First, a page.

make WWAY your homepage  Become a fan on facebook  Follow us on twitter  Receive RSS Newsfeeds  MEMBERS: Register | Login

Autism cause hard to pinpoint


As many as one in every 166 children in this country is diagnosed with autism, but medical researchers still know little about its cause.

As the number of autism cases continues to rise, doctors still don't know why.

A cause for the condition is so difficult to find.

It is a true medical mystery: the secrets of an autistic brain.

Wendy Stone with Vanderbilt Children's Hospital said, "There is no identified, single cause of autism that is universal for all children. And there may never be.

As with many mysteries of the mind, doctors point to genetics and environment as culprits. But it could be more complicated than that.

The newest research shows that there is something that a child is born with that allows outside factors to wreak havoc on their little brains.

More simply, these children are not necessarily born with autism, but they are born with the potential to develop it.

But what outside factors play a role?

Stone said, "Before we are born it's the mother's womb and placenta. After we are born, it's what we eat, it's what we breathe, what we drink. There are so many different things out there that it's hard to pinpoint exactly what it is."

Still, any parent of an autistic child will have theories. When Zack Couch's parents learned he had autism his mother began to change his diet, worried he was eating something that was causing him to get worse. Some families believe that a preservative in some childhood vaccines called Thiomersal, is causing autism in their children.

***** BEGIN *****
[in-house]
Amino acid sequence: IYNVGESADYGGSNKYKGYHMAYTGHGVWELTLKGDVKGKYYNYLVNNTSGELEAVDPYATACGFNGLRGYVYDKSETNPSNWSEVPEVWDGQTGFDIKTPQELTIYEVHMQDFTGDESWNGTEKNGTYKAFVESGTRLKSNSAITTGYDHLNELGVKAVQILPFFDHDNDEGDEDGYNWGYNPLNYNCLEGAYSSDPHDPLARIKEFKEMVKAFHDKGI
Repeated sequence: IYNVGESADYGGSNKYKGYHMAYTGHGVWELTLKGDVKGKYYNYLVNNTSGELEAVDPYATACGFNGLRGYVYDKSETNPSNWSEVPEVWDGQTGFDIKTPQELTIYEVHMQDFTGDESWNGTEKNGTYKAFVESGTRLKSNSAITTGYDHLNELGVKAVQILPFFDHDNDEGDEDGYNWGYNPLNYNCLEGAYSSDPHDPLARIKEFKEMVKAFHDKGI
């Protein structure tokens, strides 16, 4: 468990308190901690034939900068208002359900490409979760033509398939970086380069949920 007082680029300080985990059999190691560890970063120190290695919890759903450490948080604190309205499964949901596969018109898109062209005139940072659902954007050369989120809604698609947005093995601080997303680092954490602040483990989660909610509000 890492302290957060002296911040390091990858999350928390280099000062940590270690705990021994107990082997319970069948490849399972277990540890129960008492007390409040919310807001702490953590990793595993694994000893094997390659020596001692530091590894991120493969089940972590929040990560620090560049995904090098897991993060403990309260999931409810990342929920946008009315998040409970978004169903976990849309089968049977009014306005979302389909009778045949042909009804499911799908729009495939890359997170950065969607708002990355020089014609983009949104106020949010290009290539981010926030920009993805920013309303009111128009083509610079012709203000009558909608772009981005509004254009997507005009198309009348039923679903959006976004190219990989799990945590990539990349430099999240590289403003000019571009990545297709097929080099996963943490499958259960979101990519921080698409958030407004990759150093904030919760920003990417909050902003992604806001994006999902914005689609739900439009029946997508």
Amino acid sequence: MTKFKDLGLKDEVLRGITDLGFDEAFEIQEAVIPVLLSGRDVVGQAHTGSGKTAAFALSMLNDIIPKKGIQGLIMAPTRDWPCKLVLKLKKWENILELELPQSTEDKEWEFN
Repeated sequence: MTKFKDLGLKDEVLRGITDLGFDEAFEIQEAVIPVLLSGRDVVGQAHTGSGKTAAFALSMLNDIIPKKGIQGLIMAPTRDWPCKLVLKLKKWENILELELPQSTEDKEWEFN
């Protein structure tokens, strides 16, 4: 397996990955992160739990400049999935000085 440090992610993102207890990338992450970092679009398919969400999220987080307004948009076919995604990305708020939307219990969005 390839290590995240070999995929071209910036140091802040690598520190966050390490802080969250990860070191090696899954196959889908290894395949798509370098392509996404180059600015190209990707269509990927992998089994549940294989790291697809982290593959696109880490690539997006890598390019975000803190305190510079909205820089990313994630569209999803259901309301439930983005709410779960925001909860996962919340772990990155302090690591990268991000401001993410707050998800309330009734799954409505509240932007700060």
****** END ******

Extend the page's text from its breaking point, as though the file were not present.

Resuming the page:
The CDC says there's still no scientific link.

Dr. Bob Davis with the Centers for Disease Control and Prevention said, "Now that we have data coming in there are no data to suggest that the Thiomersal in vaccines is linked to autism."

And what about the genetic link? Doctors at Vanderbilt are studying siblings of children with autism.

"They are at elevated risk for developing autism, even at birth we can start following these children and we can identify the very earliest signs."

Catching those early signs may help doctors get one step closer to solving the mystery. Thousands of parents are suing in federal court claiming Thimerosal caused their children's impaired social interaction.

The first case went to court today. If the parents of the autistic children prevail in court, they would be entitled to compensation from a multi-billion dollar trust fund.

Disclaimer: Comments posted on this, or any story are opinions of those people posting them, and not the views or opinions of WWAY NewsChannel 3, its management or employees. You can view our comment policy here.



The content of this field is kept private and will not be shown publicly.
  • Web page addresses and e-mail addresses turn into links automatically.
  • Lines and paragraphs break automatically.

More information about formatting options

To prevent automated spam submissions leave this field empty.
Please re-enter the code shown in the image below.